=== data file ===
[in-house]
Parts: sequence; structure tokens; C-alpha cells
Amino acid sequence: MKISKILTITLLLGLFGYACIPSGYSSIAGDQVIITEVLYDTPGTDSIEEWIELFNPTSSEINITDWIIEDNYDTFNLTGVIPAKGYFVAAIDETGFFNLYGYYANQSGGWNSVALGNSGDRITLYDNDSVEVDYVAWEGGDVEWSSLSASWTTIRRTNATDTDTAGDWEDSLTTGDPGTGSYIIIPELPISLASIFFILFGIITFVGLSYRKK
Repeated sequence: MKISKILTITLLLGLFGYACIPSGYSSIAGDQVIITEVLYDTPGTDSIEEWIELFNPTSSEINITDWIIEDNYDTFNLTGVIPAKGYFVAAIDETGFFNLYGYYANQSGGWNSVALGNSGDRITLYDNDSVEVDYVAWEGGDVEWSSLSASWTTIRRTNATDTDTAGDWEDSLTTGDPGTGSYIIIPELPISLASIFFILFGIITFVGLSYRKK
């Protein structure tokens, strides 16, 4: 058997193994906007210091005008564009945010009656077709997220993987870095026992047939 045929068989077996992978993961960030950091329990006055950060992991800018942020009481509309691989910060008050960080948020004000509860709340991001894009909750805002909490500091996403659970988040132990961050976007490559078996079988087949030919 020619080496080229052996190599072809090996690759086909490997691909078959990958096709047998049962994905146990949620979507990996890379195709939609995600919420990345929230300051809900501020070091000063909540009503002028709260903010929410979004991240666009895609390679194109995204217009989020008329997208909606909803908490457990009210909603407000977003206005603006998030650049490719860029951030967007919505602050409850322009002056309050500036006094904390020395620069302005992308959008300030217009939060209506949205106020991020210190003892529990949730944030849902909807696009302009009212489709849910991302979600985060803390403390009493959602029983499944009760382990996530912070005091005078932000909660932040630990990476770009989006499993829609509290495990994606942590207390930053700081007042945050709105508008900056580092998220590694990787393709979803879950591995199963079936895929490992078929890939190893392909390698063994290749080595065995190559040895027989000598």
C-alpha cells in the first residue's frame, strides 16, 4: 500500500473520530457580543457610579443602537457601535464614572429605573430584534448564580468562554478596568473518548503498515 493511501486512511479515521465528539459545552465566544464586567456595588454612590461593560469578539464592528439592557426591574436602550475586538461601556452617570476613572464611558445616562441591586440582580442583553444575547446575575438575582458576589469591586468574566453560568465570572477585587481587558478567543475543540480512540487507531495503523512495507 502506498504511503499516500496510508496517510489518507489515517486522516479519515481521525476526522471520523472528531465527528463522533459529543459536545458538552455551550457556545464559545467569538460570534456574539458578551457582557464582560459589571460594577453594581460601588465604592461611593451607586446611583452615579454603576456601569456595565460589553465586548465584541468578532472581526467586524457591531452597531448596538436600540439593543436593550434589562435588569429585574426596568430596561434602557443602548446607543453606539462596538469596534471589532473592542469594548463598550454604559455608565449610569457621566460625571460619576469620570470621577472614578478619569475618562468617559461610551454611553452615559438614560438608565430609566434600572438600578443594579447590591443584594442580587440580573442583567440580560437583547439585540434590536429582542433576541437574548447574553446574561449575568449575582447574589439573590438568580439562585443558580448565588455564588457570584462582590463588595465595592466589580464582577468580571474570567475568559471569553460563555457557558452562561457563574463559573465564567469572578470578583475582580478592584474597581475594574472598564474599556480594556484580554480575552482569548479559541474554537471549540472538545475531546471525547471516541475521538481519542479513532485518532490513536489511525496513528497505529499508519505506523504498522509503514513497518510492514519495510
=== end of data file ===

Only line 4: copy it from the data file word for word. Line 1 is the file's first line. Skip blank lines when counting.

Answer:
Repeated sequence: MKISKILTITLLLGLFGYACIPSGYSSIAGDQVIITEVLYDTPGTDSIEEWIELFNPTSSEINITDWIIEDNYDTFNLTGVIPAKGYFVAAIDETGFFNLYGYYANQSGGWNSVALGNSGDRITLYDNDSVEVDYVAWEGGDVEWSSLSASWTTIRRTNATDTDTAGDWEDSLTTGDPGTGSYIIIPELPISLASIFFILFGIITFVGLSYRKK